How to Stay Safe on Your Snowmobiling Adventure


How to Stay Safe on Your Snowmobiling Adventure

(Family Features) Rediscovering classic, outdoor winter activities like snowmobiling can provide a simple way to spend time with loved ones.

In fact, snowmobile sales are expected to increase 15-20% this winter, according to the International Snowmobile Manufacturers Association (ISMA), allowing families to safely social distance and get outside amid the global pandemic.

“Snowmobiling is a unique way to experience landscapes in the throes of beautiful winter,” said Pascal Vincent, director of global product management, Ski-Doo. “That’s not to say there aren’t certain precautions that need taken when heading out to maximize fun and ensure everyone has a safe journey when snowmobiling.”

1. Never ride alone. There’s safety in numbers, and that’s especially true with an outdoor activity like snowmobiling. Riding with a friend (or group of friends) is not only safer but can also be more fun. In addition, ensure someone not on the trails with you knows your approximate whereabouts. Send a message or leave a note with the names and locations of trails you’ll be riding, the names and contact info for those you’ll be riding with and an approximate time you plan to be back.

2. Understand your snowmobile before you hit the snow. Spend some time learning the controls and functions of your snowmobile so you can hit the trail with confidence. The experts at BRP, a global leader in the world of powersports and boating, and the manufacturer of the Ski-Doo snowmobile, recommend checking the snowmobile’s operator’s guide, knowing the fuel level and understanding best operational practices before heading out. Also ensure the emergency tether cord is working properly and attached to both your clothing and the snowmobile.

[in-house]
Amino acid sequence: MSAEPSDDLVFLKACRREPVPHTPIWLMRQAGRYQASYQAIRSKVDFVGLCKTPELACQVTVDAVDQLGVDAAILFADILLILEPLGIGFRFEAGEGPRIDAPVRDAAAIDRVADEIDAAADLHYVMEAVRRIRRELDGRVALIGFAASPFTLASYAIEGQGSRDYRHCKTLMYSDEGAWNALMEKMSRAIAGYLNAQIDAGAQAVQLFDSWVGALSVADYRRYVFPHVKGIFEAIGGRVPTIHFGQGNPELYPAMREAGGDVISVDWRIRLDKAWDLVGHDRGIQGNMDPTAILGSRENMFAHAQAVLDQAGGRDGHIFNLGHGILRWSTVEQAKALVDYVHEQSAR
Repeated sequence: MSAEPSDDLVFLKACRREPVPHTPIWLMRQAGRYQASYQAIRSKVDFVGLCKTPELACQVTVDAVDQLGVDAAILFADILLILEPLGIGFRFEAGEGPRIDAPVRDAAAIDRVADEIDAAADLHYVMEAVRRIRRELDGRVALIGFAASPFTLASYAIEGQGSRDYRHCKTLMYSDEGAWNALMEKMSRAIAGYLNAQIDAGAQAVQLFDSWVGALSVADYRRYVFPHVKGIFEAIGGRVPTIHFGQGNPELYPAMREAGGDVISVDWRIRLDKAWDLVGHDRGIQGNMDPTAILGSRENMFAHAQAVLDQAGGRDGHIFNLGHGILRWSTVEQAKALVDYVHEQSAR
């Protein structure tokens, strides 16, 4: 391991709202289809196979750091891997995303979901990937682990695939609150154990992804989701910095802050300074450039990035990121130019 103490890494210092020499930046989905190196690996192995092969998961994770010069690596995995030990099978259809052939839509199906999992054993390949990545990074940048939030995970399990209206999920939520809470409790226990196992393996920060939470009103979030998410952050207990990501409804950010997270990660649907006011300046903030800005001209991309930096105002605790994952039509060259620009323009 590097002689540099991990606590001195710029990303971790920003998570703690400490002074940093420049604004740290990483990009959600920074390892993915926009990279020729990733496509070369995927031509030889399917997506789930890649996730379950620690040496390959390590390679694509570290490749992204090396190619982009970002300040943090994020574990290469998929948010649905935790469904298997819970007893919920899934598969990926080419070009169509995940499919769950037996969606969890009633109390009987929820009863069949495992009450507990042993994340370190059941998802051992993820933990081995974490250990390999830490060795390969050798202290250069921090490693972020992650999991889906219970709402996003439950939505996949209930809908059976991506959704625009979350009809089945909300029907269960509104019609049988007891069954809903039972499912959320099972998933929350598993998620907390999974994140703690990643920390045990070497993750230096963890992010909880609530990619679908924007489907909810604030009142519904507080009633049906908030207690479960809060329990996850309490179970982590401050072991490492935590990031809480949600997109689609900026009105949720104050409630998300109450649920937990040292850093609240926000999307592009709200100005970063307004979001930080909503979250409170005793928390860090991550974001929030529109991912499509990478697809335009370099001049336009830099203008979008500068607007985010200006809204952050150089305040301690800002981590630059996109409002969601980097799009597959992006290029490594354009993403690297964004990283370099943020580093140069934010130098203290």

Some areas also require a safety class. Your state snowmobile organizations may offer safety training classes that teach riders about the parts of a snowmobile, riding skills, how to handle emergencies on the trail, laws and regulations and hazards to avoid, among other topics.

3. Bring the right gear. The right riding gear is as much about comfort as it is about safety. Essentials include high pants or bibs, jackets, gloves, boots, goggles and helmets. Even if not required in all locales, a Department of Transportation-approved helmet can provide warmth and protection as well as fog-free vision.

Learning to layer is also essential for maximum comfort. Start with a moisture-wicking base layer, add a mid-layer that provides insulation but breathes then an outer shell to protect from the elements. Many snowmobile dealers offer a full line of clothing specifically designed and manufactured to keep you warm and help withstand winter weather. For additional safety, ensure someone in the group has a first-aid kit.

4. Plan out your route and share the trail with others. Respect everyone on the snow and adopt a fun and safe riding style. This includes learning traditional hand signals for turning, slowing and stopping, and staying to the right when approaching hills and turns. Be mindful of signs and reminders to slow down. When stopping, pull over to the right of the trail in a highly visible location.

Planning your route in advance can also help you stay out of restricted areas. Consider downloading an app like BRP GO!, which uses connected technology to provide navigation for unusual and faraway routes. The app also allows you to safely track fellow riders and download content directly to your phone.

5. Pay attention to the weather and protect the environment. Since the inception of the first snowmobile trail system, the sport has depended on access to private and public lands. Trespassing and illegal off-trail riding threaten snowmobiling access, which is why ISMA urges riders to take “The Pledge” to ride only where it’s allowed to ensure snowmobiling continues to flourish.

It’s also important to check the forecast and trail conditions before heading out. The wind chill or other conditions like snow blindness or whiteouts can make riding less enjoyable and more dangerous. Also avoid riding on rivers or other ice-covered surfaces that may be unstable. Leave your playground and surroundings clean. Don’t throw trash in the snow and respect the animals in the area that call it home.

For more tips and snowmobile safety advice, visit .